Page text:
Blood Loss During Breast Reduction?
- Asked by catiesmomma in usa
- 4 years ago
I gave birth 3 months ago and lost a lot of blood, I had to have a blood transfusion because I was anemic.
If I lost a lot of blood during childbirth will I lose a lot of blood during a breast reduction? Should I be worried about getting an elective surgery if I'm anemic?
Blood loss during breast reduction
3 months after childbirth may be too early to be undergoing a breast reduction since the breasts are still changing.
With modern tumescent anesthetic techniques, the blood loss during breast reduction can be minimized. When I was in residency, we routinely had patients autodonate blood. Now, it is unheard of in our practice because of the minimal blood loss when breast recution surgery is performed expediently by a skilled surgeon using tumescent or superwet anesthetic techniques.
All patients undergoing an elective procedure should optimize their medical health before having surgery.
Blood Loss with Breast Reduction?
Thank you for the question.
The blood loss associated with breast reduction surgery is not significant. More than likely, your plastic surgeon will be checking your hemoglobin/hematocrit prior to the procedure.
It will be in your best interest to proceed with breast reduction surgery when you have reached a long-term stable weight. Also you should wait at least 3 to 6 months after breast-feeding before undergoing the procedure.
Best wishes with the breast reduction procedure; it is one of the most patient pleasing operations we perform.
Blood loss minimal with breast reduction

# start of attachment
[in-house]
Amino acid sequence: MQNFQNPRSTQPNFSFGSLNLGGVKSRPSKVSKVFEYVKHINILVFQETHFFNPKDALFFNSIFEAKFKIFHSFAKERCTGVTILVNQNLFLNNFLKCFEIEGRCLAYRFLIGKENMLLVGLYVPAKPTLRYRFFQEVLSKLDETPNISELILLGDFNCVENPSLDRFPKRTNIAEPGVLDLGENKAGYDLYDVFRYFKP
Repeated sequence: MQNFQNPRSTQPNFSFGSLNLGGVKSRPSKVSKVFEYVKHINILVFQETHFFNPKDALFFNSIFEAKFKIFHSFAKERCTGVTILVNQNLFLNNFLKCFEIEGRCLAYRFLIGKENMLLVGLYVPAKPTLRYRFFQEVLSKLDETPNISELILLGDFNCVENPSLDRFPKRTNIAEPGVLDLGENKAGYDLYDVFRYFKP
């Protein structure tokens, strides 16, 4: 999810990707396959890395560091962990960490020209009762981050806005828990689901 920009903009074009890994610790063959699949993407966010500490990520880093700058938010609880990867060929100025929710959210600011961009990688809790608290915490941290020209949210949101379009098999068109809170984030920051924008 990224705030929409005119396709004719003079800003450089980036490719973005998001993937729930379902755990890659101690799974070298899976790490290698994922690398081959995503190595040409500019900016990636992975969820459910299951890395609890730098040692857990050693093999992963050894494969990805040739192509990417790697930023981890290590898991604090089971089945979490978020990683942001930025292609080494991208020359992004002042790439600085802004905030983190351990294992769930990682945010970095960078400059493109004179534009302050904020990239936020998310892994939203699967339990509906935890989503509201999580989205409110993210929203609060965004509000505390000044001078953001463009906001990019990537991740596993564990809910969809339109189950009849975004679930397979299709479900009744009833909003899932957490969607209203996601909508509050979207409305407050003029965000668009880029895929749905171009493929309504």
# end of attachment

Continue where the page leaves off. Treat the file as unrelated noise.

The amount of blood that most patients lose during breast reduction is negligible, especially when compared with blood loss that occurs during childbirth. However, there are a few things that you should consider before having surgery. Three months after having a child is too soon for breast reduction surgery. I prefer that my patients wait a minimum of six months after delivery prior to any elective body contouring surgery...and preferable closer to twelve months. Also, if you are anemic now, you should wait until your Iron stores are repleted prior to commencing with additional elective surgery.
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Blood loss is minimal during breast reduction surgery
It performed properly, a minimal amount of blood should be lost during a breast reduction surgery. The surgery is usually performed with techniques that minimize the blood loss. An experienced board-certified plastic surgeon should have enough familiarity with the anatomy of the breast to minimize blood loss and prevent the need for blood transfusions.
Breast reduction and blood loss
First, if you recently had a pregnancy, then I would wait at least 6 months or until your breasts have settled down and your weight is stable to undergo a breast reduction. If you are severely anemic, then you should have a work-up and you may be at risk for healing problems. You should not lose a lot of blood form a breast reduction.
There is minimal blood loss with breast reduction.